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Getting the shaft; today's miners battle the same enemy their grandfathers did - the press release.

Getting the Shaft

Here's a quick current-events quiz: Recently the United Mine Workers (UMW) signed a contract with Pittston Coal after a bitter strike lasting nearly a year. Why did the miners strike? Choose one: a) they wanted more money; b) they were trying to protect job security and health-and-retirement benefits; c) they remembered the Ludlow Massacre of 1914.

If you choose a), you didn't follow the news coverage of the strike. Pay was not an issue. Wrong answer. No credit.

If you choose b), you were paying attention. News stories did say the miners were striking because Pittston was demanding the contractual right to shift production from union to nonunion mines and was refusing to contribute to multi-employer funds that provide health insurance and pension benefits to retired UMW miners. And the news stories were right -- as far as they went.

You didn't choose c) by any chance, did you? If you did, give yourself extra credit for understanding something important about why coal miners still go out on strike in an era when nearly everyone else seems to think that strikes don't work.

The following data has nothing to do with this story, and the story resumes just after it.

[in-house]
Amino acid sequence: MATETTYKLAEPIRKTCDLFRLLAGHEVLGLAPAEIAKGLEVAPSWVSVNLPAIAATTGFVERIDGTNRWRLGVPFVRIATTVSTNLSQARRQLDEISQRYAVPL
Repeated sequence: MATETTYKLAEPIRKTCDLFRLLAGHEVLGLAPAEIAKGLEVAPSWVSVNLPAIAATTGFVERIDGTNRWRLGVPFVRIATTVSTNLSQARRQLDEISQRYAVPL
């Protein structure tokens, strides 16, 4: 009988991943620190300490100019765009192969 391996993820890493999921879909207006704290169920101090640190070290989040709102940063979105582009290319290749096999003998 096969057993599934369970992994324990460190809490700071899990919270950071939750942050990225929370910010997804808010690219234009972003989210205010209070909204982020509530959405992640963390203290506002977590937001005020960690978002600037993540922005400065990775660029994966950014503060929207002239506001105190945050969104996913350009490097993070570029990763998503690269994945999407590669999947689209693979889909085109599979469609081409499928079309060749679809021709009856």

Preposterous, you say. How could the average coal miner of today possibly know or care about something that happened in 1914? Anyway, how could a long-forgotten footnote to American history have any bearing on a current economic dispute?

Fair questions. This book (*1) provides some clues. Where the Sun Never Shines is by no means a first-class work of history. But it's must reading if you want to understand the legacy of mistrust that still haunts the coalfields.

Miner details

Ludlow is indeed little more than a footnote now, a flyspeck on the map of Colorado, down near the New Mexico border. Not many people would want to live in the environs of Ludlow, but throughout the winter of 1913-1914 more than a thousand miners and their families did live there--and lived in tents, because they had been evicted from nearby coal camps. The camps were owned by the Colorado Fuel & Iron Company, which also controlled just about everything else in those parts--the coal, the railroad, the schools, the stores, the sheriffs, and the deputies.

CFI operated a bit steel mill at Pueblo, and most of the economic activity of Southern Colorado was dedicated to meeting CFI's needs. CFI in turn was controlled by the Rockefellers; 40-year-old John D. Jr. was becoming known for his philanthropy but was still preoccupied in those days with accumulating as well as dispensing his wealth.